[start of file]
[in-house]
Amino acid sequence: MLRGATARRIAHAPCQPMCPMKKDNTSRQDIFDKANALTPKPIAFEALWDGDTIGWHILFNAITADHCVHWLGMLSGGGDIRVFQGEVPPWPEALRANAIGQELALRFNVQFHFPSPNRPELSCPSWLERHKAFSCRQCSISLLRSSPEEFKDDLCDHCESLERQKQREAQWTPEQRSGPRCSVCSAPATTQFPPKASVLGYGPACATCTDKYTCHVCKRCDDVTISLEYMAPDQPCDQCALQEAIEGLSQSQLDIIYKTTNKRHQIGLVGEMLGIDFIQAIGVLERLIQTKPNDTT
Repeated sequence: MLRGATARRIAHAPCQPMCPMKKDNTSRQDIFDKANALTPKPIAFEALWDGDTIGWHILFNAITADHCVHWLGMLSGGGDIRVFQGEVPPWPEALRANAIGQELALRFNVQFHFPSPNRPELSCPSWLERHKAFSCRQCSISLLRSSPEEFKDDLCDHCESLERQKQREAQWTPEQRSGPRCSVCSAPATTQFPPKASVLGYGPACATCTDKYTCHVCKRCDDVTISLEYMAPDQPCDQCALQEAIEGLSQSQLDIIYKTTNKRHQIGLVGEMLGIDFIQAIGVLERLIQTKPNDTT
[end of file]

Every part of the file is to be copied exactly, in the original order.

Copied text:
[in-house]
Amino acid sequence: MLRGATARRIAHAPCQPMCPMKKDNTSRQDIFDKANALTPKPIAFEALWDGDTIGWHILFNAITADHCVHWLGMLSGGGDIRVFQGEVPPWPEALRANAIGQELALRFNVQFHFPSPNRPELSCPSWLERHKAFSCRQCSISLLRSSPEEFKDDLCDHCESLERQKQREAQWTPEQRSGPRCSVCSAPATTQFPPKASVLGYGPACATCTDKYTCHVCKRCDDVTISLEYMAPDQPCDQCALQEAIEGLSQSQLDIIYKTTNKRHQIGLVGEMLGIDFIQAIGVLERLIQTKPNDTT
Repeated sequence: MLRGATARRIAHAPCQPMCPMKKDNTSRQDIFDKANALTPKPIAFEALWDGDTIGWHILFNAITADHCVHWLGMLSGGGDIRVFQGEVPPWPEALRANAIGQELALRFNVQFHFPSPNRPELSCPSWLERHKAFSCRQCSISLLRSSPEEFKDDLCDHCESLERQKQREAQWTPEQRSGPRCSVCSAPATTQFPPKASVLGYGPACATCTDKYTCHVCKRCDDVTISLEYMAPDQPCDQCALQEAIEGLSQSQLDIIYKTTNKRHQIGLVGEMLGIDFIQAIGVLERLIQTKPNDTT